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Height and Diameter Growth Response in Loblolly Pine Stands Following Fertilization

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Significant mean height and mean diameter responses to nitrogen and phosphorus fertilization were observed 5 years after treatment in 31 loblolly pine stands located in the southeastern United States. Stands were consistently most responsive to the addition of 112N-56P kg/ha. Gains averaged 12% for all sites, and 31% for statistically responsive sites. Responses for other N or P rates were lower, but still positive and significant. Depending on the treatment, between one-fourth to one-half of the experimental installations exhibited a statistically significant positive response to fertilization. Twenty-two of 31 installations had significantly different height growth-diameter growth relationships following fertilization, although treatment effects were not consistent. Fertilizer-induced changes in H-D equation parameters were statistically nonsignificant for 27 of the 31 studies. Changes in H-D curve parameters associated with 1 or 2 year acceleration in stand development were small compared to the errors associated with fitting H-D curves to 15 or more years of cumulative height and diameter. For. Sci. 33(3):644-653.
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Keywords: Pinus taeda; height-diameter curves; nitrogen; phosphorus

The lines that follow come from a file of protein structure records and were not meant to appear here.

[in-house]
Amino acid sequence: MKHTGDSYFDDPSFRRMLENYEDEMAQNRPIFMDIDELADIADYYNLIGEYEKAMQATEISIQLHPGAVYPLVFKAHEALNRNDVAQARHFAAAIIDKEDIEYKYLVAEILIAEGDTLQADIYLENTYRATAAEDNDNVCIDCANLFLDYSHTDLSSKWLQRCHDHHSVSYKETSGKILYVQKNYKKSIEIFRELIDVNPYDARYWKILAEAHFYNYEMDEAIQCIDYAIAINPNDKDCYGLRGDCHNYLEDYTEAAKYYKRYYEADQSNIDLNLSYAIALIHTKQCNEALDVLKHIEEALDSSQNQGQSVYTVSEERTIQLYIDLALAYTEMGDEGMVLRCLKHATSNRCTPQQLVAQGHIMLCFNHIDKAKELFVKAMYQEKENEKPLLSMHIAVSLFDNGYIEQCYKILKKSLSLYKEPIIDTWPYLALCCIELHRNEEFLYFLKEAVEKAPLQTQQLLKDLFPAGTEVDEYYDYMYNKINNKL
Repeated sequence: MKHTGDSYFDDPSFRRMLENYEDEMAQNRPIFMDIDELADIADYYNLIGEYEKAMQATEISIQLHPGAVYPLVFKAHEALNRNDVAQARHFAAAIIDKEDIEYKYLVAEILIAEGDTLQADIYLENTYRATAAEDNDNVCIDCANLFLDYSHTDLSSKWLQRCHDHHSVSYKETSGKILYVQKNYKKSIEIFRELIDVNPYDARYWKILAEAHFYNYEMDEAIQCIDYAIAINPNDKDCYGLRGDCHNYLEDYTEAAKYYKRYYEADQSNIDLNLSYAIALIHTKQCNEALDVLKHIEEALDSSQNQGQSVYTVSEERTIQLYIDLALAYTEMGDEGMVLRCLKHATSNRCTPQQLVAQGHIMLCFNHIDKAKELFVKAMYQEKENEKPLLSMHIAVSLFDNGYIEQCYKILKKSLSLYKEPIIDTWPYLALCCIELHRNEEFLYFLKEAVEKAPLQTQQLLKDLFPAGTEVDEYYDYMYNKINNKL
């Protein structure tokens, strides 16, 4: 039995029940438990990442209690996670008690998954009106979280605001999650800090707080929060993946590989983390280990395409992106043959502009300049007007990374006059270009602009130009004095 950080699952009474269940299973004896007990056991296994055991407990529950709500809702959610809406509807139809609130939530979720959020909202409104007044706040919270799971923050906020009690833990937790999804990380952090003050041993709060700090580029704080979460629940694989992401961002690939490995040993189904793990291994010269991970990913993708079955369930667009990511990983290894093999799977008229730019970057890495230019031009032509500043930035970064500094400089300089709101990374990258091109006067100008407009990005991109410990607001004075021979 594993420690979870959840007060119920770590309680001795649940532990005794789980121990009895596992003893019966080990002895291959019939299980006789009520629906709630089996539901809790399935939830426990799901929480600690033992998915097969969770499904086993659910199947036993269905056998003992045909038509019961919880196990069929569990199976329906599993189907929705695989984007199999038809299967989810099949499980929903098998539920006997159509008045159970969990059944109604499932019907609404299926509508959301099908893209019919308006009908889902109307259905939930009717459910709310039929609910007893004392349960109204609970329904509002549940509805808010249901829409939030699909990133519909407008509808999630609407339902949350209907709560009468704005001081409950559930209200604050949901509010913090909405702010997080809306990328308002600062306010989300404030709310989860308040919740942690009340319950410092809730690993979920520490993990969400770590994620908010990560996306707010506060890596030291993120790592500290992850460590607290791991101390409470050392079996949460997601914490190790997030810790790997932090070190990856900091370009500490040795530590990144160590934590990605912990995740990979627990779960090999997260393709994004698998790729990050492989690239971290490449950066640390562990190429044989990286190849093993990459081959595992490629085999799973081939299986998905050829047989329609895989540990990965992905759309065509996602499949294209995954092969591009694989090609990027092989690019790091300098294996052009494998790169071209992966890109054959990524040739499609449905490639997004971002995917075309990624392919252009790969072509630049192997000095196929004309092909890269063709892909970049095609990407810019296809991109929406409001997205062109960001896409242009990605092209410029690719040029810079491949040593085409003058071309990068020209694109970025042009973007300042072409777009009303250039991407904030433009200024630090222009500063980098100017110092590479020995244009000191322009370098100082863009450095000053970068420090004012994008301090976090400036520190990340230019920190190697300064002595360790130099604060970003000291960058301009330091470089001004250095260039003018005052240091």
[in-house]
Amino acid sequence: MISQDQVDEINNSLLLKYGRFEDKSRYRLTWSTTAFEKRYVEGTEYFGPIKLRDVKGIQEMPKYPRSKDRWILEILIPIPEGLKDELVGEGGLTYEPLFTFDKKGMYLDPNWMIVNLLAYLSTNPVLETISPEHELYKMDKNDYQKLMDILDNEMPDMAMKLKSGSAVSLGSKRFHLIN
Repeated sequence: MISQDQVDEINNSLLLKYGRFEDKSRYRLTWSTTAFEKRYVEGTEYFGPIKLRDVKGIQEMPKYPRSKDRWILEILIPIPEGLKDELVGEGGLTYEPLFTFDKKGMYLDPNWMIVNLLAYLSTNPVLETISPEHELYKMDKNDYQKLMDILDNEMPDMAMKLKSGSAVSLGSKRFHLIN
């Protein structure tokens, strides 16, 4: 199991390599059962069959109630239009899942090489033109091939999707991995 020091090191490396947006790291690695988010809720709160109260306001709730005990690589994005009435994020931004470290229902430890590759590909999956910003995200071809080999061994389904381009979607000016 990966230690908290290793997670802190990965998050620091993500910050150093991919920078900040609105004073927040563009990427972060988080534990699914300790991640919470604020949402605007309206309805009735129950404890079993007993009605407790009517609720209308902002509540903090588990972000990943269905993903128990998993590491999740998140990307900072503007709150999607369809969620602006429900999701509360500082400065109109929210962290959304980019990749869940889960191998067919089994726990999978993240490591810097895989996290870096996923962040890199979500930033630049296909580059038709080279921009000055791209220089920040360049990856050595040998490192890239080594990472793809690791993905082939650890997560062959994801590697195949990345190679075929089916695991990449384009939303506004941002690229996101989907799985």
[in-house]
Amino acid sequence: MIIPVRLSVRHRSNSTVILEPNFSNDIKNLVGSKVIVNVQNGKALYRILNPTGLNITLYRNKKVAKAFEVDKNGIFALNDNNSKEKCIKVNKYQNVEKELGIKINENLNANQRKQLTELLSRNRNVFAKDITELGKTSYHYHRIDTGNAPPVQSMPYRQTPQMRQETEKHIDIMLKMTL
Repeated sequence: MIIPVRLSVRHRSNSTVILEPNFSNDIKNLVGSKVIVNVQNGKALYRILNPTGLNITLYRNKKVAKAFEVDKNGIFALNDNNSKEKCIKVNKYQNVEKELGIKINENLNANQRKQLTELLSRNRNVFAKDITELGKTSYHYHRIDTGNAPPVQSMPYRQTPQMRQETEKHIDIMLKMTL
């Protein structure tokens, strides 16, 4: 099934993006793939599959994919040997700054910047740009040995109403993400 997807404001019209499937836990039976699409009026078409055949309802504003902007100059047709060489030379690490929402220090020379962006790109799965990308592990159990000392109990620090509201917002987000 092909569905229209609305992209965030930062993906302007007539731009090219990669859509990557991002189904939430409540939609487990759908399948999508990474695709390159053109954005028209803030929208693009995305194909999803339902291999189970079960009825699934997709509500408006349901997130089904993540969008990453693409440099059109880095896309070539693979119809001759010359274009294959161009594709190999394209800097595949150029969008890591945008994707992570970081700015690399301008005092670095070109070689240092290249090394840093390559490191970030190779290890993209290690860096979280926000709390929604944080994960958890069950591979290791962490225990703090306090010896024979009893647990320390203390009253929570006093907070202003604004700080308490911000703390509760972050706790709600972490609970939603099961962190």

Document Type: Journal Article

Affiliations: Director, North Carolina State Forest Nutrition Cooperative, Department of Forestry, North Carolina State University, Raleigh, NC 27695-8002

Publication date: 1987-09-01

More about this publication?
  • Forest Science is a peer-reviewed journal publishing fundamental and applied research that explores all aspects of natural and social sciences as they apply to the function and management of the forested ecosystems of the world. Topics include silviculture, forest management, biometrics, economics, entomology & pathology, fire & fuels management, forest ecology, genetics & tree improvement, geospatial technologies, harvesting & utilization, landscape ecology, operations research, forest policy, physiology, recreation, social sciences, soils & hydrology, and wildlife management.
    Forest Science is published bimonthly in February, April, June, August, October, and December.

    2016 Impact Factor: 1.782 (Rank 17/64 in forestry)

    Average time from submission to first decision: 62.5 days*
    June 1, 2016 to Feb. 28, 2017

    Also published by SAF:
    Journal of Forestry
    Other SAF Publications
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